But, if you wanted to run the oxygen suction lines *around* the kerosene tank, there's a problem. The reaction force of 3950 lbs/second of liquid oxygen turning the corner in the pipe is greater than the tensile strength of the tank material - the pipes would rip themselves out of the bottom of the tank. Also, the change in direction causes turbulent flow, which forms low-pressure eddies, which can cause phase change unstability - the liquid oxygen can explode into GOX, interrupting flow and shutting down an engine. Also, the LOX trapped in the lower portion of the of the tank is exposed to environmental heating, which causes it to boil gently; when the pressure exceeds the gravity load of the tank, the pipe produces a "geyser" of comparatively warmer (lower-density) LOX with GOX bubbles rushing up into the oxygen tank, again resulting in an incompletely filled suction line - this is most likely to happen after tank fill, but before mass flow start: during countdown, leaving that engine unable to start.   

       In the end, the Marshall and Boeing teams had to run the five LOX suction lines straight from where they come out of the bottom of the O2 tank directly to the engines. The center engine fed with a line straight down through the RP-1 tank, the other four with lines angled outward to arrive directly at the engine mounts for the outboard engines. Each one of these lines was contained in a large insulated tunnel to keep from warming the LOX and chilling the RP-1. Then, since the heat transfer was only slowed, not prevented, the RP-1 was kept mixed by bubbling nitrogen through it; liquid helium was injected into the bottom of the LOX suction lines to keep them from boiling. The liquid helium would boil to gas in the oxygen, and rise up through the tubes, eventually providing pressurization in the tank.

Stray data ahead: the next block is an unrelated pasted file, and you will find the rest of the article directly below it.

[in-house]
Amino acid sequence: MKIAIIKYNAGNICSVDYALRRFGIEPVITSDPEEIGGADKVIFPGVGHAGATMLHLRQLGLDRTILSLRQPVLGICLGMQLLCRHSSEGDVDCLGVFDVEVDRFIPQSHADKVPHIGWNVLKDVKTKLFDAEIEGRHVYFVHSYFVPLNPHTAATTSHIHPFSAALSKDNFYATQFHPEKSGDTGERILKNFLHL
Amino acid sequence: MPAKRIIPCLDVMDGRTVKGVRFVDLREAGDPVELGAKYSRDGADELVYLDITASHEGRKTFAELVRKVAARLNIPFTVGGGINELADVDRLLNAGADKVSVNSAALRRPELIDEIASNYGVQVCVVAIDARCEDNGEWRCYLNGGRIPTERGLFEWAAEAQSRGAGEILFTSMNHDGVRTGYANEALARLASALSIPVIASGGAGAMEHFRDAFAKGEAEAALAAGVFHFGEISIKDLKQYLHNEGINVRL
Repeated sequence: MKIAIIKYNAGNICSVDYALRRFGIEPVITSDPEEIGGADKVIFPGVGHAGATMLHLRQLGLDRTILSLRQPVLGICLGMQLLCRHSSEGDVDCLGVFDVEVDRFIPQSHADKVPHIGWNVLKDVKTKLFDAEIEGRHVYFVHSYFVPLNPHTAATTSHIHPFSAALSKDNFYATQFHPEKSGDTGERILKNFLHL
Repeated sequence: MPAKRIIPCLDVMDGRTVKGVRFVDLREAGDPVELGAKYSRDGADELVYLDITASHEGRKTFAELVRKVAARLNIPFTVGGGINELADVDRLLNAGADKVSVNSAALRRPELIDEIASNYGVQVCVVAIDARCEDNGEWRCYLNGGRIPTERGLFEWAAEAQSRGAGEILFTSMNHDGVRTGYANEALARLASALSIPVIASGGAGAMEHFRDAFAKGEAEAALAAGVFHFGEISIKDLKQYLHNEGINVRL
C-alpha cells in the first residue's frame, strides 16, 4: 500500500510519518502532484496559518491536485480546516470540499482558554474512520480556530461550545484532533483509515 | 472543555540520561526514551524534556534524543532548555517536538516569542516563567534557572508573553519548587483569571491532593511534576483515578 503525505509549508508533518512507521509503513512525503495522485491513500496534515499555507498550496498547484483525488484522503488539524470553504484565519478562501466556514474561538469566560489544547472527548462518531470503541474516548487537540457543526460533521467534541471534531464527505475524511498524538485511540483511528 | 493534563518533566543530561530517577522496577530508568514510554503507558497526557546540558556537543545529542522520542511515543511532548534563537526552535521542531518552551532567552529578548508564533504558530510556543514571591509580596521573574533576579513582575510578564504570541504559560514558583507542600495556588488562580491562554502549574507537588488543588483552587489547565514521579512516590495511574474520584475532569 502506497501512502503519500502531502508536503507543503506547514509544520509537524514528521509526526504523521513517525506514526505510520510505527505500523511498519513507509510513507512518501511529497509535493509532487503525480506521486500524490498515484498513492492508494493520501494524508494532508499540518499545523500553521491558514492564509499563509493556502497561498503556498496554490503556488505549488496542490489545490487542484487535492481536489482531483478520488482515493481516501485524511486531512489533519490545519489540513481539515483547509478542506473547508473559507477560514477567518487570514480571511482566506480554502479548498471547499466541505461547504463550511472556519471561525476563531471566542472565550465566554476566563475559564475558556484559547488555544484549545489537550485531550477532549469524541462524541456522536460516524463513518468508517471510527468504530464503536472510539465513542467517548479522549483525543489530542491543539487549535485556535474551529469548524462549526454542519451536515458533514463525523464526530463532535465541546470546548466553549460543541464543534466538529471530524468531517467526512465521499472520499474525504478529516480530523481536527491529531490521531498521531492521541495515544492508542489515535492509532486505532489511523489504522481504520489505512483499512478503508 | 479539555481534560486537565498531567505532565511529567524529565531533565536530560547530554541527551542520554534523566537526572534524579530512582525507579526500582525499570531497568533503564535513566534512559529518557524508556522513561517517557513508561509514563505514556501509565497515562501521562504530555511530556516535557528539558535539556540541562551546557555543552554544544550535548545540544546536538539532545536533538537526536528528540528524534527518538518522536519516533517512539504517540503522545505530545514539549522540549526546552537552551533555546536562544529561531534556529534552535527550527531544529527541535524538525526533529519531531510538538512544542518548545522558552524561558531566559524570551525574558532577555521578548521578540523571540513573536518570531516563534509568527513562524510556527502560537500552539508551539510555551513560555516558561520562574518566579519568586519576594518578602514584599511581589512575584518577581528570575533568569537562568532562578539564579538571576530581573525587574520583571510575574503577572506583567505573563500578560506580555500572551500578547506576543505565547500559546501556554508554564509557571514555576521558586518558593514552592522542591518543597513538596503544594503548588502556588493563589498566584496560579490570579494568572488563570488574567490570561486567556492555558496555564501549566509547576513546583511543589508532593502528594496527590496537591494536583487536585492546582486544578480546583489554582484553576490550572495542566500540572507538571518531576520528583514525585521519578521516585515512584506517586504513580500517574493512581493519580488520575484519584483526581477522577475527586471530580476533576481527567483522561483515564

In your design, you're not going to have the simple problem of getting the oxidizer through the fuel tank. You'll need to get the first stage oxidizer AND fuel through the second stage tankage, third stage tankage, payload section, third stage engine rack, second stage engine rack, and finally delivered to the engines at the bottom. Then the shortened equivalent problem for second and third stages respectively.   

       Unless, of course, you decide against staging, and go SSTO - at which point, the problem you set out to solve vanishes. (Replaced, of course, with a different set of problems...)
lurch, Oct 14 2014
  

       Correct me if I'm wrong, but the different stage engines are different, because of the changing enviromental conditions they are working in (altitude, pressure, temperature, speed). External air pressure in particular is a big variable for rocket nozzle design.
That said, weirder designs like aerospike engines are meant to alleviate the pressure (not sure about the others) problem, so maybe you are on to something.
The "discarding used tanks" problem can be fixed by using 4 tanks per section (2 oxy, 2 fuel) which can be jettisoned symmetrically sideways (the way multiple booster rockets are these days).
Taking the "discard used tanks" to it's limit, you would be popping off tiny tanks continuously. So could you also use the tanks themselves as fuel/reaction mass? Or a "stored as solid, melted to use" combined fuel/oxidiser that doesn't need a tank (maybe a thermal coating for high speeds...)?
Could you make a solid-fueled rocket (using atmospheric oxygen) that is just fuel?
So many questions! I need a rocket scientist, stat!
neutrinos_shadow, Oct 14 2014
  

       //solid rocket-fuel (with atmospheric oxygen)// "Piston Rocket", in the same category, might be a starting point, though I think what you're looking for would more viably be termed a "solid-fuel jet".   

       I'm currently just annoyed that in the interest of convenience they toss away perfectly good structural components andor raw material that could be used to build more stations or other things in orbit, while creating new knowledge and experience, ie: how to build things in space. Restacking the rockets - combining all the fuel tanks together - would mean that only the engines get tossed.
FlyingToaster, Oct 14 2014
  

       The Kerbal space program would allow you to test this. That would do for the center of mass question.
bungston, Oct 15 2014